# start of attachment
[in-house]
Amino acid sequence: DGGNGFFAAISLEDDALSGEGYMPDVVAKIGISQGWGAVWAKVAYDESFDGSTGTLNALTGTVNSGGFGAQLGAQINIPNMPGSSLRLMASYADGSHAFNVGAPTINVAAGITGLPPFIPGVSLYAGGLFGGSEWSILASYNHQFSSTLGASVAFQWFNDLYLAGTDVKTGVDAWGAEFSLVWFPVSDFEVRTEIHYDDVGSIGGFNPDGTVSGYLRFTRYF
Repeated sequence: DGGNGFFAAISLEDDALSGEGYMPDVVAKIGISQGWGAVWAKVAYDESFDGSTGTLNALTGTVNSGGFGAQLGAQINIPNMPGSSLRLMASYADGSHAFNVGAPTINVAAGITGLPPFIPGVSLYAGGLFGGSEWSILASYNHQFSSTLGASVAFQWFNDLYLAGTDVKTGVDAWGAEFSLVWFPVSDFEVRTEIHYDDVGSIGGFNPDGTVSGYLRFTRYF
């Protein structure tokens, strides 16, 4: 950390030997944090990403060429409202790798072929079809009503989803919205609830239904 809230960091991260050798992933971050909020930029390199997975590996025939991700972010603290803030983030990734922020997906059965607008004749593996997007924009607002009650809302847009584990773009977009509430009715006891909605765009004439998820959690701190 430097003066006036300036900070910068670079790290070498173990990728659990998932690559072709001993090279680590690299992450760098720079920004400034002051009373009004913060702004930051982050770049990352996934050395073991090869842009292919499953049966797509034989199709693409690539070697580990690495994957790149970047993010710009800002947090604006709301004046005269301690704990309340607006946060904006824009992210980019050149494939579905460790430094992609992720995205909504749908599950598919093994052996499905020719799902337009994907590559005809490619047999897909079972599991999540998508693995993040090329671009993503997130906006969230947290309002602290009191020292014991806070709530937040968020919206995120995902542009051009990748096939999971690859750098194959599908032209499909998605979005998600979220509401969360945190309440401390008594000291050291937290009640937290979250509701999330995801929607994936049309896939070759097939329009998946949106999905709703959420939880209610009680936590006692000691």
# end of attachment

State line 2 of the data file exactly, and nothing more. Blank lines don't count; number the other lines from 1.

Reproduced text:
Amino acid sequence: DGGNGFFAAISLEDDALSGEGYMPDVVAKIGISQGWGAVWAKVAYDESFDGSTGTLNALTGTVNSGGFGAQLGAQINIPNMPGSSLRLMASYADGSHAFNVGAPTINVAAGITGLPPFIPGVSLYAGGLFGGSEWSILASYNHQFSSTLGASVAFQWFNDLYLAGTDVKTGVDAWGAEFSLVWFPVSDFEVRTEIHYDDVGSIGGFNPDGTVSGYLRFTRYF